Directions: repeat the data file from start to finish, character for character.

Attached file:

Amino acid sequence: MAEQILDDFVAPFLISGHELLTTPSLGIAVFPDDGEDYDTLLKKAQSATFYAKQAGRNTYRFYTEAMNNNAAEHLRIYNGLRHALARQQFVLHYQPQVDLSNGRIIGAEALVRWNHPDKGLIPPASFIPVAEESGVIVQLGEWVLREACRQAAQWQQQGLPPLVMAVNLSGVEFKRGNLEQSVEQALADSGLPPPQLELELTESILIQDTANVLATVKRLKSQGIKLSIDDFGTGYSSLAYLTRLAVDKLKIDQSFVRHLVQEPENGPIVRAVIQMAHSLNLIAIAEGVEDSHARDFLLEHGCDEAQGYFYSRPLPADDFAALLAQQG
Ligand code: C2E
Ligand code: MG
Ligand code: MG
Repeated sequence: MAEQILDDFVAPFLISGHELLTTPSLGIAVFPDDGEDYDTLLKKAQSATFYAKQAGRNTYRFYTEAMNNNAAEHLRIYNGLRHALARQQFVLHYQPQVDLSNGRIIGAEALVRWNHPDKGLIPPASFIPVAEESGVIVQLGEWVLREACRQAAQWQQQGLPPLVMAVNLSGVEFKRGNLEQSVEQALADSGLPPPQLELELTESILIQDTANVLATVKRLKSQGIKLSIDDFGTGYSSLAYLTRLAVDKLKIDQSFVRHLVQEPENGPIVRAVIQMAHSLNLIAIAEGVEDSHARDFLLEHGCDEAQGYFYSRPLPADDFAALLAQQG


Amino acid sequence: MAEQILDDFVAPFLISGHELLTTPSLGIAVFPDDGEDYDTLLKKAQSATFYAKQAGRNTYRFYTEAMNNNAAEHLRIYNGLRHALARQQFVLHYQPQVDLSNGRIIGAEALVRWNHPDKGLIPPASFIPVAEESGVIVQLGEWVLREACRQAAQWQQQGLPPLVMAVNLSGVEFKRGNLEQSVEQALADSGLPPPQLELELTESILIQDTANVLATVKRLKSQGIKLSIDDFGTGYSSLAYLTRLAVDKLKIDQSFVRHLVQEPENGPIVRAVIQMAHSLNLIAIAEGVEDSHARDFLLEHGCDEAQGYFYSRPLPADDFAALLAQQG
Ligand code: C2E
Ligand code: MG
Ligand code: MG
Repeated sequence: MAEQILDDFVAPFLISGHELLTTPSLGIAVFPDDGEDYDTLLKKAQSATFYAKQAGRNTYRFYTEAMNNNAAEHLRIYNGLRHALARQQFVLHYQPQVDLSNGRIIGAEALVRWNHPDKGLIPPASFIPVAEESGVIVQLGEWVLREACRQAAQWQQQGLPPLVMAVNLSGVEFKRGNLEQSVEQALADSGLPPPQLELELTESILIQDTANVLATVKRLKSQGIKLSIDDFGTGYSSLAYLTRLAVDKLKIDQSFVRHLVQEPENGPIVRAVIQMAHSLNLIAIAEGVEDSHARDFLLEHGCDEAQGYFYSRPLPADDFAALLAQQG